The dates of his four distinct prophecies are accurately given: (1) The first (Hag 1:1-15), on the first day of the sixth month of the second year of Darius, 520 B.C., reproved the people for their apathy in allowing the temple to lie in ruins and reminded them of their ill success in everything because of their not honoring God as to His house. The result was that twenty-four days afterwards they commenced building under Zerubbabel (Hag 1:12-15). (2) The second, on the twenty-first day of the seventh month (Hag 2:1-9), predicts that the glory of the new temple would be greater than that of Solomon's, so that the people need not be discouraged by the inferiority in outward splendor of the new, as compared with the old temple, which had so moved to tears the elders who had remembered the old (Ezr 3:12, 13). Isaiah, Jeremiah, and Ezekiel had implied the same prediction, whence some had doubted whether they ought to proceed with a building so inferior to the former one; but Haggai shows wherein the superior glory was to consist, namely, in the presence of Him who is the "desire of all nations" (Hag 2:7). (3) The third, on the twenty-fourth day of the ninth month (Hag 2:10-19), refers to a period when building materials had been collected, and the workmen had begun to put them together, from which time forth God promises His blessing; it begins with removing their past error as to the efficacy of mere outward observances to cleanse from the taint of disobedience as to the temple building. (4) The fourth (Hag 2:20-23), on the same day as the preceding, was addressed to Zerubbabel, as the representative of the theocratic people, and as having asked as to the national revolutions spoken of in the second prophecy (Hag 2:7).
The prophecies are all so brief as to suggest the supposition that they are only a summary of the original discourses. The space occupied is but three months from the first to the last.
The Jews' adversaries, on the resumption of the work under Zerubbabel, Haggai, and Zechariah, tried to set Darius against it; but that monarch confirmed Cyrus' decree and ordered all help to be given to the building of the temple (Ezr 5:3, &c.; Ezr 6:1, &c.). So the temple was completed in the sixth year of Darius' reign 516-515 B.C. (Ezr 6:14).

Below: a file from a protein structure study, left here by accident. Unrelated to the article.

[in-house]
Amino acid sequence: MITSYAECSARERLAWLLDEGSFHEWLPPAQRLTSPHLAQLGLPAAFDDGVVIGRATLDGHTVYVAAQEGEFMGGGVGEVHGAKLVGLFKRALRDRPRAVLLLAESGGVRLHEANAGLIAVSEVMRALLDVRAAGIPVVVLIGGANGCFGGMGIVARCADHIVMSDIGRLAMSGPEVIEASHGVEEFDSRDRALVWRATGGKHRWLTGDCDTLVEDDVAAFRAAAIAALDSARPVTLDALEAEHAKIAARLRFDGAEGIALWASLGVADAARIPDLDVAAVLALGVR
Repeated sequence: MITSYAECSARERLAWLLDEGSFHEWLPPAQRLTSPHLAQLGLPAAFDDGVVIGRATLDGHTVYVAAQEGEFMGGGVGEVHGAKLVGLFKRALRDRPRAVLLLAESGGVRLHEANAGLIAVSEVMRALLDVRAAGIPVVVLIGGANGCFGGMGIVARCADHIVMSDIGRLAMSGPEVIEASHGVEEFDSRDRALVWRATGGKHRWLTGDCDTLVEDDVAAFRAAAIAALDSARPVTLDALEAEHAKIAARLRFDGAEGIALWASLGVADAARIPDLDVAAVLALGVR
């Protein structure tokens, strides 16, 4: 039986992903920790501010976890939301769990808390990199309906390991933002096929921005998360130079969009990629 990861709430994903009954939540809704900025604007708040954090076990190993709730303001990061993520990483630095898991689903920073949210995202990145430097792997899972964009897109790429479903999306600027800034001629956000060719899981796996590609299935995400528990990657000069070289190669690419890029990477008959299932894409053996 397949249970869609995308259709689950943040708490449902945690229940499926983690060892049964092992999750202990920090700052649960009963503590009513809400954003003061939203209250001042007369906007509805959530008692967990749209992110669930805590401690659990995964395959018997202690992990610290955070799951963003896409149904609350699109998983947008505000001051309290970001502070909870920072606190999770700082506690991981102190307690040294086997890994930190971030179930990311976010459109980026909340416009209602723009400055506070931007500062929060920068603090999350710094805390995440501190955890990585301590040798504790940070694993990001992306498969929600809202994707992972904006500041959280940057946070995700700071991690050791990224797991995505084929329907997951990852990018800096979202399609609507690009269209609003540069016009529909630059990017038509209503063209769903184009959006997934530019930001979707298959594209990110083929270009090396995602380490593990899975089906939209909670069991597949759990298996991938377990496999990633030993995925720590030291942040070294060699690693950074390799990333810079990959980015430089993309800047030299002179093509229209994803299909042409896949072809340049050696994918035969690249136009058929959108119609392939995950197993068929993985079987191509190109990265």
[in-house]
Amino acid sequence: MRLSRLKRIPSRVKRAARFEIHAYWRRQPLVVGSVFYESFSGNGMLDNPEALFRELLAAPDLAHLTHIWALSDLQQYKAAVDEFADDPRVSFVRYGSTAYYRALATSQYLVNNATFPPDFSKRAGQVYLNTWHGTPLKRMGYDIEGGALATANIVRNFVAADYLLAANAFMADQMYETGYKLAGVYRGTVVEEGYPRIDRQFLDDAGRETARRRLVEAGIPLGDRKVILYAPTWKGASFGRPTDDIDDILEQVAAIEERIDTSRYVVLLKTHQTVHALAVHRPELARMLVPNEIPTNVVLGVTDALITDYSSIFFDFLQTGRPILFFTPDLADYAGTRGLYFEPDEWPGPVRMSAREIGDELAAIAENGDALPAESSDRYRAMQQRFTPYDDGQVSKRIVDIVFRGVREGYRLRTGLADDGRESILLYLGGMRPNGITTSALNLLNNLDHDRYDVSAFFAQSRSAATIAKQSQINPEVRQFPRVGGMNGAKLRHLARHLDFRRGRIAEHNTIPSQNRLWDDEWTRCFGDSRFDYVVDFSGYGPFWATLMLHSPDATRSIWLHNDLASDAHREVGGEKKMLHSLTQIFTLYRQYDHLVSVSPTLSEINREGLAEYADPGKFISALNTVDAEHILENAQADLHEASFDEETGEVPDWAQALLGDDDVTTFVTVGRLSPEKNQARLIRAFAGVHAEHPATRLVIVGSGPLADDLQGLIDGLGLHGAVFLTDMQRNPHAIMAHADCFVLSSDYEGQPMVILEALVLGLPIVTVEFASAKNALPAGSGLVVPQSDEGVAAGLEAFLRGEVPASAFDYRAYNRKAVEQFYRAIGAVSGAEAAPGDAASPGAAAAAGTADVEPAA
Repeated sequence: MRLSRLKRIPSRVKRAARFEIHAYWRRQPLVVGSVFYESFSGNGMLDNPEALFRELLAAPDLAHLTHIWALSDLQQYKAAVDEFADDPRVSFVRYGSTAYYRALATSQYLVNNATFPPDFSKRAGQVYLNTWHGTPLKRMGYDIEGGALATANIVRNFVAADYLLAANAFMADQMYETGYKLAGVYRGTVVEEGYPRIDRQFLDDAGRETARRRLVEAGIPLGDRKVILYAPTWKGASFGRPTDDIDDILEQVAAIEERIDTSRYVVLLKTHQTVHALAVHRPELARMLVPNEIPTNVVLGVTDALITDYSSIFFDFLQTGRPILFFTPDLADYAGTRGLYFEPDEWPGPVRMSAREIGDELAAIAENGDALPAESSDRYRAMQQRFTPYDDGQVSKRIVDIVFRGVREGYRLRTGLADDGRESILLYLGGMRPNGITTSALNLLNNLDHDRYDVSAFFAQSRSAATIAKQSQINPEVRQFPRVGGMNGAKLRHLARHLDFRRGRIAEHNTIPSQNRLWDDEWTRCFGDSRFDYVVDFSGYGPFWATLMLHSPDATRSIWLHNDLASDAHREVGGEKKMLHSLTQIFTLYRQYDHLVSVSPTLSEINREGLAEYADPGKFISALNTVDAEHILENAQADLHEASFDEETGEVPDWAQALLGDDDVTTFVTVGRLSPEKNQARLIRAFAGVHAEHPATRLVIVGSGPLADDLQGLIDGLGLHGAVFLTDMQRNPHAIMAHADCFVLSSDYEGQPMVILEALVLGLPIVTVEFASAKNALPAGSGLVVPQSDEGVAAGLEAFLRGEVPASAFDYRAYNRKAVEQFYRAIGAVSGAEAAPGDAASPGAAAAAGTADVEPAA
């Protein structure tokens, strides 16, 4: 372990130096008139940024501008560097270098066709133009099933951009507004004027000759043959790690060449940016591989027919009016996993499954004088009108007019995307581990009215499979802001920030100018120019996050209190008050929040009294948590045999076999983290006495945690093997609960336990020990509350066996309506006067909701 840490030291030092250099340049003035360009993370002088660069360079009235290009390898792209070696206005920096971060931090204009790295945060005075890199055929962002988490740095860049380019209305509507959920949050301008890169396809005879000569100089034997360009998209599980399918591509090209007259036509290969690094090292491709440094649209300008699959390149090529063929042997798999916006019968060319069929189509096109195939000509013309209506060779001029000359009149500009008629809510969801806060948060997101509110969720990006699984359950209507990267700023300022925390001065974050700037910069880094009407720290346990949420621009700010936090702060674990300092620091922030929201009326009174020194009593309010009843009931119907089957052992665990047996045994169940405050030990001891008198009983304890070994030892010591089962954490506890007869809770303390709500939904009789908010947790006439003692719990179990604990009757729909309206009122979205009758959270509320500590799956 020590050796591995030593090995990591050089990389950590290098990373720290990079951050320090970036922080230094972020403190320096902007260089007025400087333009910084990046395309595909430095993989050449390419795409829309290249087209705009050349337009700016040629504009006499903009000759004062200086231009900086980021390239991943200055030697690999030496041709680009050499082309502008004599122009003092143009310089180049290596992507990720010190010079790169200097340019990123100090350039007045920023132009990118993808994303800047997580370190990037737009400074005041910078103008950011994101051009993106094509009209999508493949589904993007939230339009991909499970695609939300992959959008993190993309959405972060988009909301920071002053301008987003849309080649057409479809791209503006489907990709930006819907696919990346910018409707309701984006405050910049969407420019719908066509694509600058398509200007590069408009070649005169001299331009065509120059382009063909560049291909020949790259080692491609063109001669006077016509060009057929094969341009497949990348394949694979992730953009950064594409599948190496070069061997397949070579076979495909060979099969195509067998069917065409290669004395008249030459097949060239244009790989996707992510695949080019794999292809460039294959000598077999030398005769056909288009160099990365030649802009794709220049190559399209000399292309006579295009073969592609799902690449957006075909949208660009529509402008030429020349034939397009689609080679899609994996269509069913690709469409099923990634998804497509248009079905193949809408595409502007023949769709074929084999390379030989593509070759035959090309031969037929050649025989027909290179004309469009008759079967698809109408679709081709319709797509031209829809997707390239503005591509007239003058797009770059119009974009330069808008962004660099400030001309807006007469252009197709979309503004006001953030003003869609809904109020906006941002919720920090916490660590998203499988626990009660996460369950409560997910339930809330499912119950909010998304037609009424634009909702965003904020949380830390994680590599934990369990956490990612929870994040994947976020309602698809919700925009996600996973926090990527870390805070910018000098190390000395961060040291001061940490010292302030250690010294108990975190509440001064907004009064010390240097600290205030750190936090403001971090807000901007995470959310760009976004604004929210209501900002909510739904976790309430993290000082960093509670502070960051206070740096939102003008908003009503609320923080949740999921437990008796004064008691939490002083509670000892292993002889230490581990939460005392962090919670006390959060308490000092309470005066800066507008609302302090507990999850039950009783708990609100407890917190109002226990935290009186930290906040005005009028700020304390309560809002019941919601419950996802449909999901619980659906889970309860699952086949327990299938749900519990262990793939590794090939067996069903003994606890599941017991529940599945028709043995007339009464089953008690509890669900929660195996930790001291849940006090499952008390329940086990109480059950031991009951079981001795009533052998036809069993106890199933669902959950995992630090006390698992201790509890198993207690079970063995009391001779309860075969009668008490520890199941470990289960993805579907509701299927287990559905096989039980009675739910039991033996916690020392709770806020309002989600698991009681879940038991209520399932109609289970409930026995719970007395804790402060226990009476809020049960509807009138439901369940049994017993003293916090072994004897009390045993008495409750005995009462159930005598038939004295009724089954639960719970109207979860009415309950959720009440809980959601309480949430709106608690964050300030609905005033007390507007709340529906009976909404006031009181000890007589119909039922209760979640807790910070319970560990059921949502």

The style of Haggai is consonant with his messages: pathetic in exhortation, vehement in reproofs, elevated in contemplating the glorious future. The repetition of the same phrases (for example, "saith the Lord," or "the Lord of hosts," Hag 1:2, 5, 7; and thrice in one verse, Hag 2:4; so "the spirit," thrice in one verse, Hag 1:14) gives a simple earnestness to his style, calculated to awaken the solemn attention of the people, and to awaken them from their apathy, to which also the interrogatory form, often adopted, especially tends. Chaldaisms occur (Hag 2:3; 2:6; 2:16), as might have been expected in a writer who was so long in Chaldea. Parts are purely prose history; the rest is somewhat rhythmical, and observant of poetic parallelism.
Haggai is referred to in Ezr 5:1; 6:14; and in the New Testament (Heb 12:26; compare Hag 2:6, 7, 22).
Hag 1:1-15. Haggai Calls the People to Consider Their Ways in Neglecting to Build God's House: The Evil of This Neglect to Themselves: The Honor to God of Attending to It: The People's Penitent Obedience under Zerubbabel Followed by God's Gracious Assurance.
1. second year of Darius—Hystaspes, the king of Medo-Persia, the second of the world empires, Babylon having been overthrown by the Persian Cyrus. The Jews having no king of their own, dated by the reign of the world kings to whom they were subject. Darius was a common name of the Persian kings, as Pharaoh of those of Egypt, and Cæsar of those of Rome. The name in the cuneiform inscriptions at Persepolis is written Daryawus, from the root Darh, "to preserve," the Conservator [Lassen]. Herodotus [6.98] explains it Coercer. Often opposite attributes are assigned to the same god; in which light the Persians viewed their king. Ezr 4:24 harmonizes with Haggai in making this year the date of the resumption of the building.
sixth month—of the Hebrew year, not of Darius' reign (compare Zec 1:7; 7:1, 3; 8:19). Two months later ("the eighth month," Zec 1:1) Zechariah began to prophesy, seconding Haggai.
the Lord—Hebrew, Jehovah: God's covenant title, implying His unchangeableness, the guarantee of His faithfulness in keeping His promises to His people.
by Haggai—Hebrew, "in the hand of Haggai"; God being the real speaker, His prophet but the instrument (compare Ac 7:35; Ga 3:19).
Zerubbabel—called also Shesh-bazzar in Ezr 1:8; 5:14, 16, where the same work is attributed to Shesh-bazzar that in Ezr 3:8 is attributed to Zerubbabel. Shesh-bazzar is probably his Chaldean name; as Belteshazzar was that of Daniel. Zerubbabel, his Hebrew name, means "one born in Babylon."
son of Shealtiel—or Salathiel. But 1Ch 3:17, 19 makes Pedaiah his father. Probably he was adopted by his uncle Salathiel, or Shealtiel, at the death of his father (compare Mt 1:12; Lu 3:27).
governor of Judah—to which office Cyrus had appointed him. The Hebrew Pechah is akin to the original of the modern Turkish Pasha; one ruling a region of the Persian empire of less extent than that under a satrap.
Joshua—called Jeshua (Ezr 2:2); so the son of Nun in Ne 8:17.
Josedech—or Jehozadak (1Ch 6:15), one of those carried captive by Nebuchadnezzar. Haggai addresses the civil and the religious representatives of the people, so as to have them as his associates in giving God's commands; thus priest, prophet, and ruler jointly testify in God's name.